Tuesday, November 25, 2003

Richard Ingham

Drug use, prostitution put Asia's 'Big Three' at risk

China, India and Indonesia — which are home to 40 percent of the world's population — now face HIV epidemics that could leap out of risk groups and into the mainstream, UNAIDS and the World Health Organization warned Tuesday in their annual "AIDS Epidemic Update." "Injecting drug use and sex work are so pervasive in some areas that even countries with currently low infection levels could see epidemics surge suddenly," it said.

Of the estimated 40 million HIV infections worldwide, around 7.4 million live in Asia and the Pacific. A million people in this region will have become HIV-infected this year, and half a million will have died from the disease.

In China, "…serious, concentrated epidemics have been under way for many years in certain regions (such as Yunnan, Xinjiang, Guangxi, Sichuan, Henan and Guandong) and are poised to take off in several others." The current source: increasing numbers of injection drug users (IDUs) sharing needles, as well as low condom use among sex workers and gays.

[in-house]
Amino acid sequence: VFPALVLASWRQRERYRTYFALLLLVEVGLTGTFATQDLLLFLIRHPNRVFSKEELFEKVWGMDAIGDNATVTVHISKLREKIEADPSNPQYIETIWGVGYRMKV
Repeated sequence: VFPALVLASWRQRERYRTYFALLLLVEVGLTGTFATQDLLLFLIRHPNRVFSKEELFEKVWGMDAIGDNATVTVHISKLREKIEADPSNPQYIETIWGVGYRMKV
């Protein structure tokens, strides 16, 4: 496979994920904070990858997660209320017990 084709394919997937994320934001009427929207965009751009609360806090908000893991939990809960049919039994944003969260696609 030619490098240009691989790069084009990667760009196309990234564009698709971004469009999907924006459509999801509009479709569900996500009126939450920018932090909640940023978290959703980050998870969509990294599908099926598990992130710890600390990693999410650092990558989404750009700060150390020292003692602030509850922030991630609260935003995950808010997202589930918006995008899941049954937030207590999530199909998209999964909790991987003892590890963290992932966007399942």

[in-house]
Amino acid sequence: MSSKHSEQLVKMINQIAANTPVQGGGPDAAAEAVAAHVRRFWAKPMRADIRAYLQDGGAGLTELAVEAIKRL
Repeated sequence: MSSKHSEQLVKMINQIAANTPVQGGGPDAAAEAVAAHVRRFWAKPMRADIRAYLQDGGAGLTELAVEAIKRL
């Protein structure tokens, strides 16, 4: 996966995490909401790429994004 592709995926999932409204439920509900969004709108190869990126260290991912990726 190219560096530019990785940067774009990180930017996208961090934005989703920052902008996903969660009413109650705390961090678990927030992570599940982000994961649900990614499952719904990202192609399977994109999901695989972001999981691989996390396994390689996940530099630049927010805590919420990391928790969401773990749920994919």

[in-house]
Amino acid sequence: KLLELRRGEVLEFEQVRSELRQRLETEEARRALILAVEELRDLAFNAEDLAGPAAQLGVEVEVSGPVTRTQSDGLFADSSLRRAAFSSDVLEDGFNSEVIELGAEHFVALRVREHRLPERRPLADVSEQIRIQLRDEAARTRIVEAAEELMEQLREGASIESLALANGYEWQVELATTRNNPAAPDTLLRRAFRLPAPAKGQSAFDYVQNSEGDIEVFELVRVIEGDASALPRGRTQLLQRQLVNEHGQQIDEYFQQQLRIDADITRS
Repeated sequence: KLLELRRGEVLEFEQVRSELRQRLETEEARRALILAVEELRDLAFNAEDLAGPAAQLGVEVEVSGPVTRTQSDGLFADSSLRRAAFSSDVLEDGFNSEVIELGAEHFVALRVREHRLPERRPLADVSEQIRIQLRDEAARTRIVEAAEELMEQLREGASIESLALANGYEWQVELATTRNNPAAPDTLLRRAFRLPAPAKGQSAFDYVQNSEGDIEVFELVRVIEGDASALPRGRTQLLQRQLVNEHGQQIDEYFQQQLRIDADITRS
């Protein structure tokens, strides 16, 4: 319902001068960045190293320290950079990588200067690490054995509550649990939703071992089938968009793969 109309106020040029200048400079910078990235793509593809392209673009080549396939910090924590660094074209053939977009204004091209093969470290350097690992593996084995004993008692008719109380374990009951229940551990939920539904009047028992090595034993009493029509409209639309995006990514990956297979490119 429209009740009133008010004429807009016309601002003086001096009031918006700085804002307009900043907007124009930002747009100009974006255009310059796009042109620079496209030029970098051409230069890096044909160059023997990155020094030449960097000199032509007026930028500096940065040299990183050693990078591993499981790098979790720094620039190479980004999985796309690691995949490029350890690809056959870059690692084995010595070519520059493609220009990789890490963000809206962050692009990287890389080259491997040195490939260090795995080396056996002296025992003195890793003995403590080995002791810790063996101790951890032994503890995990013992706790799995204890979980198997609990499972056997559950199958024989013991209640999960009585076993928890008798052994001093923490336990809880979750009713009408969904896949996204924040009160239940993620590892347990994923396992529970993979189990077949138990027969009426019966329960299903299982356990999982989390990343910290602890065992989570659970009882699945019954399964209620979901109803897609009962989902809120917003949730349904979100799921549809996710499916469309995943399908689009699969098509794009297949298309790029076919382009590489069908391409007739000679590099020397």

In India, epidemics are under way in several states — including Maharashtra and Tamil Nadu (where sex worker HIV prevalence in some cities exceeds 50 percent), and in Manipur (with HIV prevalence among IDUs between 60-75 percent). The epidemic is spreading to rural areas and the wider populace, said the UN agencies.

In Indonesia, "Over 90 percent of injecting drug users have been found to use unclean injecting equipment in three major cities, and in one of these, as many as 70 percent report having had unprotected sex with sex workers." Fewer than 10 percent of the 7 million to 10 million Indonesian men who frequent sex workers use condoms consistently.

While Cambodia and Thailand got high marks for promoting condom use in the sex industry, Vietnam "faces the possibility of a serious epidemic" arising from drug users, and Mynamar "has little time to lose," with an epidemic growing among IV drug users and migrant workers.

[Source: CDC HIV/STD/TB Prevention News Update 11/26/03]

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Created: December 1, 2003
Last modified: January 15, 2004
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